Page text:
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acsguitar wrote:Wow its expensive to ship a snake..I'd just put him down my pants and then call the inspecters perverts if they questioned my manhood
'Snakes' flight doomed to disappoint
By Martin A. Grove
"Snakes" snafu: New Line's bumpy launch for "Snakes on a Plane" is a good example of how bad things can happen to nice people on the Internet.
In this case, unfortunately, the "Snakes" flight was probably doomed to disappoint from the point that Internet bloggers began their wild embrace of the picture. Before looking back at how obscure bloggers generated such widespread attention in cyberspace for the R-rated "Snakes," let's consider why it underperformed to such an extent.
When the first numbers began circulating Saturday morning, they showed "Snakes" had grossed about $6.4 million Friday, of which about $1.4 million came from its previews late Thursday night. With that weak start, insiders were now estimating it would only do a little over $15 million at best for the weekend, which is exactly what happened when it came in at $15.2 million. This was a far cry from predictions across the board going into the weekend that had "Snakes" doing anywhere from a low of $20 million to $30 million or more.
Talking off-the-record Saturday morning to one marketing pro, I asked what went wrong and he replied candidly that in his view, the prognosticators who had anticipated blockbuster business "were stupid. The tracking (last week) showed the highest negative I've ever seen -- (percentages) in the low to mid 20s -- of people who had no interest in seeing the picture. The bloggers are stupid (to have anticipated a blockbuster opening). The tracking was never anything (impressive).
"Over 20% of the sample did not want to see this picture. That's high. If you have (a negative) that high, you'd better make sure that those who want to see it can get in. And going out with an R which shut out the teenage audience in most middle American communities was stupid, as well. The director (David R. Ellis, whose directing credits include "Cellular" and "Final Destination 2") prevailed and he talked them into an R (instead of the PG-13 rating the film was originally supposed to have) and Samuel Jackson was aboard (on making it R-rated). When you do that kind of picture, if you shut out teenage boys in small towns, you're dead. The biggest audience for this picture is teenagers."
Looking back to 1999, I asked him about Artisan Entertainment's spectacular Internet-driven marketing success with "The Blair Witch Project," which also was rated R. "Witch" had opened in limited release July 16, 1999 to $1.5 million at 27 theaters ($56,002 per theater). When it opened wide July 30 at 1,101 theaters it grossed $29.2 million ($26,528 per theater). It went on to do $140.5 million domestically and over $108 million internationally.
Why did the Internet work magic for "Witch" and leave "Snakes" writhing in the aisles? "Because there wasn't a negative on 'Blair Witch,'" he pointed out. "The tracking showed a huge negative (feeling about 'Snakes'). It looked like a silly picture that people didn't want to see. 'Blair Witch' never looked like a silly picture. 'Blair Witch' never had a high negative."
Coming back to the damage done by making "Snakes" R-rated, he observed, "If you go out with a picture like this and you put an R rating on it and the biggest audience is teenage boys and you're shutting them out in two-thirds of the country, you get what you deserve. It was a gross mistake. The director and Sam Jackson talked them into it. And they went heavy on the (very rough) dialogue and some scenes, which you could do without. I mean, you could approach the scene without showing the conclusion and that's the way you get a PG-13. There's no need for it. It's over the top. It defies all the laws of marketing. You have to know who the audience for that (film) is."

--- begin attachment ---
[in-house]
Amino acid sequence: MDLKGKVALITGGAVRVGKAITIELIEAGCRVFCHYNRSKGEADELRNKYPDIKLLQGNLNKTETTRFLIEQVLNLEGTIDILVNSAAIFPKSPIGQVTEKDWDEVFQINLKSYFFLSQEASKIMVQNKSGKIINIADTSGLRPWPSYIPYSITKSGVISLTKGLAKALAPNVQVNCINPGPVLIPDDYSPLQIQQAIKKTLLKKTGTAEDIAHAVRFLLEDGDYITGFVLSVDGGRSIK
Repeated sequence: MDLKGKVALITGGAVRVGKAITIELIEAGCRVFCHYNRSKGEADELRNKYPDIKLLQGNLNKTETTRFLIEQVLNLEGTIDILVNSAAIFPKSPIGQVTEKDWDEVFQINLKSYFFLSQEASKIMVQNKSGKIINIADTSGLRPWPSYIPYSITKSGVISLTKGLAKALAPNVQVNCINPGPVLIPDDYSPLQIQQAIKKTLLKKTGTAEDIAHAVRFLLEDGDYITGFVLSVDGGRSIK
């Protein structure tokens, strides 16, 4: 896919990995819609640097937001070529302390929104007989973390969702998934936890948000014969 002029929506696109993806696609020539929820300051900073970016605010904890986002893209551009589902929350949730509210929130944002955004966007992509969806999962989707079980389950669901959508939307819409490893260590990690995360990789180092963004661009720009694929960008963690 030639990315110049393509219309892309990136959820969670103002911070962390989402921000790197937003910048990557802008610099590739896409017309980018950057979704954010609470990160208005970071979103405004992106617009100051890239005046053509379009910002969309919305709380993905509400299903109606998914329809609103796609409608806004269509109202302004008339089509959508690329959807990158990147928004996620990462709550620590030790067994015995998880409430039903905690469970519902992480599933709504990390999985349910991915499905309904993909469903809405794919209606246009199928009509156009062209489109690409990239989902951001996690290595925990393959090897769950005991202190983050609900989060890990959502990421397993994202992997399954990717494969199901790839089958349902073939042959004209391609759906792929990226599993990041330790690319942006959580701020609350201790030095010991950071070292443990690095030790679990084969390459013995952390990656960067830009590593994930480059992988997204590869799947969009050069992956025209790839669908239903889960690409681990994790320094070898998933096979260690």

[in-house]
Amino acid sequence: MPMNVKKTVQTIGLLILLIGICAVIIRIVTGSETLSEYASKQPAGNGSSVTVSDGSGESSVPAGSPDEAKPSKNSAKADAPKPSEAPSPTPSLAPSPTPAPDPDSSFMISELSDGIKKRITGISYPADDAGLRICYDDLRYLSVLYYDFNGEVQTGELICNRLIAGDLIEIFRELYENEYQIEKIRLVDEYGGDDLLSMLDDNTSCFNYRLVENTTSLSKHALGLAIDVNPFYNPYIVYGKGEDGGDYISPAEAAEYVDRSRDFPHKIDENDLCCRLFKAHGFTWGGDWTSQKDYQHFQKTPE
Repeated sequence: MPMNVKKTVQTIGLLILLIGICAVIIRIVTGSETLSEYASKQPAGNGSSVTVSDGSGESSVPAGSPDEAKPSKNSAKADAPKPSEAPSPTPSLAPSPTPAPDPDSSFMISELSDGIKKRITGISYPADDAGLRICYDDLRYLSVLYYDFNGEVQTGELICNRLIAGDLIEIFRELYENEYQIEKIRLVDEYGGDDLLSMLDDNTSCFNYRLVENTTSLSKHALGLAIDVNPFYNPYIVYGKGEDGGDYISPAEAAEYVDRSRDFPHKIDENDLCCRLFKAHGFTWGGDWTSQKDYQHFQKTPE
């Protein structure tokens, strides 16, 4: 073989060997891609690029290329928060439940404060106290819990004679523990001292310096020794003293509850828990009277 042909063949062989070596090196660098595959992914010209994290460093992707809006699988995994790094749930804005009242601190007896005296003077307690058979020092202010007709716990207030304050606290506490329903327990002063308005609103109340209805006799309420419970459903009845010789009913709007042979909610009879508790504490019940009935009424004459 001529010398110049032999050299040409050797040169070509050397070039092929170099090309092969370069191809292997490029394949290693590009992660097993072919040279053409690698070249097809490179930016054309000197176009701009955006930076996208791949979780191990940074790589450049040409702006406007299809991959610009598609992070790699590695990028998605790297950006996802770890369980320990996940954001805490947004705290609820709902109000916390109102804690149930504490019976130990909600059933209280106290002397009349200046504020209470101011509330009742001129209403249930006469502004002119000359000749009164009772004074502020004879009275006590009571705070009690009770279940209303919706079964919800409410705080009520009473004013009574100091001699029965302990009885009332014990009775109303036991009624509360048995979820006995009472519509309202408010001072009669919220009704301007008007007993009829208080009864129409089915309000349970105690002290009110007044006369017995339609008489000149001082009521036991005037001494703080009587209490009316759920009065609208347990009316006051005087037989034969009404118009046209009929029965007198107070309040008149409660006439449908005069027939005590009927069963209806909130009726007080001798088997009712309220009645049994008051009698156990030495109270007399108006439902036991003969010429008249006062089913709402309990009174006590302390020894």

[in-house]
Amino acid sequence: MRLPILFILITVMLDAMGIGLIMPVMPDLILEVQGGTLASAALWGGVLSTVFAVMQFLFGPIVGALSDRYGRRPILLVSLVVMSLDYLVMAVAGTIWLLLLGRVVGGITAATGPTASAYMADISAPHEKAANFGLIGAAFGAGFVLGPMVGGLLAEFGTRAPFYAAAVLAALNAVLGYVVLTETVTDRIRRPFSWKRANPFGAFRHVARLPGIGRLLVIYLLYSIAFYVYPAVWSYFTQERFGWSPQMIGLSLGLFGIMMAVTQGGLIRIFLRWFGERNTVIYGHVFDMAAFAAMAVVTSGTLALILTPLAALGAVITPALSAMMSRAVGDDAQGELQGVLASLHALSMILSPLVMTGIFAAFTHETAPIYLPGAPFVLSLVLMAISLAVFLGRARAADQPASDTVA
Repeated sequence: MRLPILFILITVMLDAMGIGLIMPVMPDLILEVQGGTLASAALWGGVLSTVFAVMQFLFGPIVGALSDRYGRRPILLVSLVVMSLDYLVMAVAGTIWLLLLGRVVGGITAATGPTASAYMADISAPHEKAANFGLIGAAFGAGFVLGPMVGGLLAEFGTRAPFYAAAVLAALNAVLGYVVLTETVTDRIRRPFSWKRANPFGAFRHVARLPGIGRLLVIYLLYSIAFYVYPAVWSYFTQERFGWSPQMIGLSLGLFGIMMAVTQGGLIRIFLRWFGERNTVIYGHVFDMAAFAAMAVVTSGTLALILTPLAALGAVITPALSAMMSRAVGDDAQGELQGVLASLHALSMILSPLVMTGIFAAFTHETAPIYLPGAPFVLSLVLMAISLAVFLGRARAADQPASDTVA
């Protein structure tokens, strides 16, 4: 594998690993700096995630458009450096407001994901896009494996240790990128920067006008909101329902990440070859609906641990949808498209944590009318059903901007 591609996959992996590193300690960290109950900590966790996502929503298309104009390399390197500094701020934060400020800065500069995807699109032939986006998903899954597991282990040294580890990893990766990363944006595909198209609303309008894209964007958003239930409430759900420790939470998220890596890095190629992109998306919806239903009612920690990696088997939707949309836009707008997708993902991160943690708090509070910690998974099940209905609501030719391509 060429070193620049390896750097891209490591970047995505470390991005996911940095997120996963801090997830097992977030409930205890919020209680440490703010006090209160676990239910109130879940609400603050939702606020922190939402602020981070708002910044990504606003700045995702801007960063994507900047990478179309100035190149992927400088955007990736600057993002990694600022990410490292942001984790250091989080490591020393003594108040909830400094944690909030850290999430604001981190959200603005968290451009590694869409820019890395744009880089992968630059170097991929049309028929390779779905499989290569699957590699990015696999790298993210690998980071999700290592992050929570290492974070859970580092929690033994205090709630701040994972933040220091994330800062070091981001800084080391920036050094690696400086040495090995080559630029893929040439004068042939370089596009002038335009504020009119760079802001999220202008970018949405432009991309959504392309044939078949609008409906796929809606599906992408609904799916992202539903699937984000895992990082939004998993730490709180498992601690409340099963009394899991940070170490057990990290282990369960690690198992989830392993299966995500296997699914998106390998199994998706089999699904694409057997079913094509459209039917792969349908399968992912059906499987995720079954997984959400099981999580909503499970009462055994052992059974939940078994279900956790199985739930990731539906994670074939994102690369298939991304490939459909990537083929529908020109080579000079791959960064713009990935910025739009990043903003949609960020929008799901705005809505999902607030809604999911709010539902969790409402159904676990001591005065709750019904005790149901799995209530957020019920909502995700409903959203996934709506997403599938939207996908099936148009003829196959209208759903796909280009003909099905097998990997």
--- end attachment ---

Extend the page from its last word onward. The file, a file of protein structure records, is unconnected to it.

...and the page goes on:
Yes, but aren't teenage boys a big audience on the Internet? "Yeah, but it's R-rated," he emphasized. "They can't get into the theaters in about two-thirds of the country -- except New York and Los Angeles where they sneak in. In small towns, they adhere to the law and (under-17s) can't get in. In New York and Los Angeles, they don't police it, but if you go into a small place like Des Moines or Keokuk, Iowa or small towns in the South, you can't get in (if you're under 17). They're small theaters and they police it. So part of their core audience was frozen out."
When I observed that women probably weren't keen on seeing "Snakes," he agreed, laughing, "Oh, c'mon! Teenage boys are the pushers of this kind of stuff. They would have done over $20 million if they'd let the (under-17) boys in."
To New Line's credit, the studio originally intended to make "Snakes" as a PG-13-rated horror film that would have been fully accessible to its core audience of teen boys. Unfortunately, the film's unexpected impact on the Internet last year put a series of events in motion that wound up persuading New Line to switch to its ill-fated R rating. Just as children frequently believe lies told to them by people in Internet chat rooms and then end up suffering tragic consequences, New Line believed what it was hearing about "Snakes" from cyberspace surfers and let them have their way about the R rating. The Internet bloggers were clamoring for an edgier film with explicit language, rough violence and the kind of over-the-top gore that could never be shown in a PG-13-rated movie and New Line went along with them. The die was cast when it gave Ellis the green light to shoot new scenes that would definitely be rated R.
In the end, the film New Line released was the one the Internet crowd wanted to see. So why didn't they turn out in bigger numbers to see it? For one thing, many of them were probably too young to get in to see an R-rated movie. In cyberspace, no one knows your age, but at theaters across the country when R-rated films are playing ticket takers are checking IDs. There's really no way of knowing if those people who were commenting on blogs about how "Snakes" needed to be edgier were adults or 16-year-olds or 11-year-olds.
On top of that, there's the possibility that a big chunk of Hollywood's Internet audience is happier spending time in cyberspace than it is going to movie theaters. As vocal as the Internet crowd can be about movies, it just may be that they're content to see the controversial bits and pieces of a movie like "Snakes" on the Internet and not go to the trouble and expense of actually seeing it in a theater.